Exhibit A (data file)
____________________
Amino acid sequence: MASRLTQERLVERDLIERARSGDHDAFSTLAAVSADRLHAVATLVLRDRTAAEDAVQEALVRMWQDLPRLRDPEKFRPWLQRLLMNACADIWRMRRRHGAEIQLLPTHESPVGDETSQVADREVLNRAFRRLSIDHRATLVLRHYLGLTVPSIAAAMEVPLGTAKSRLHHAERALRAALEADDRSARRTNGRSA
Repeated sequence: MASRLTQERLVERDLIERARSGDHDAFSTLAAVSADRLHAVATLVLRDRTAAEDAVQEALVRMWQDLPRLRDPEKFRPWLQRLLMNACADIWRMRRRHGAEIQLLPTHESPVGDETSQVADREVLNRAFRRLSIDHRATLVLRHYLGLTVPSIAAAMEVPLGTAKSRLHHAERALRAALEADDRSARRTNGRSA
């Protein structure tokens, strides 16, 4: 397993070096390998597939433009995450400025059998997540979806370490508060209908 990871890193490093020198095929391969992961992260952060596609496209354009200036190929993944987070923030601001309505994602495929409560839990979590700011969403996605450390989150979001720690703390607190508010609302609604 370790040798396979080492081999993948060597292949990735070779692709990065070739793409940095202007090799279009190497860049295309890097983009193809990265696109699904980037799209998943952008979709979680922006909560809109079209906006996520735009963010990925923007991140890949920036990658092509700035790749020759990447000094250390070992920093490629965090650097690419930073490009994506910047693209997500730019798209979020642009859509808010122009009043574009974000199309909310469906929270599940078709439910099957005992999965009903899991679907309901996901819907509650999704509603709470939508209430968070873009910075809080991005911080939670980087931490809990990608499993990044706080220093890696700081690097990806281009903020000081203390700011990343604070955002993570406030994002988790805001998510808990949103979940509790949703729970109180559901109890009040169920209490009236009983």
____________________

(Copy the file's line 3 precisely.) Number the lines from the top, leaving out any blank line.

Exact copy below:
């Protein structure tokens, strides 16, 4: 397993070096390998597939433009995450400025059998997540979806370490508060209908 990871890193490093020198095929391969992961992260952060596609496209354009200036190929993944987070923030601001309505994602495929409560839990979590700011969403996605450390989150979001720690703390607190508010609302609604 370790040798396979080492081999993948060597292949990735070779692709990065070739793409940095202007090799279009190497860049295309890097983009193809990265696109699904980037799209998943952008979709979680922006909560809109079209906006996520735009963010990925923007991140890949920036990658092509700035790749020759990447000094250390070992920093490629965090650097690419930073490009994506910047693209997500730019798209979020642009859509808010122009009043574009974000199309909310469906929270599940078709439910099957005992999965009903899991679907309901996901819907509650999704509603709470939508209430968070873009910075809080991005911080939670980087931490809990990608499993990044706080220093890696700081690097990806281009903020000081203390700011990343604070955002993570406030994002988790805001998510808990949103979940509790949703729970109180559901109890009040169920209490009236009983």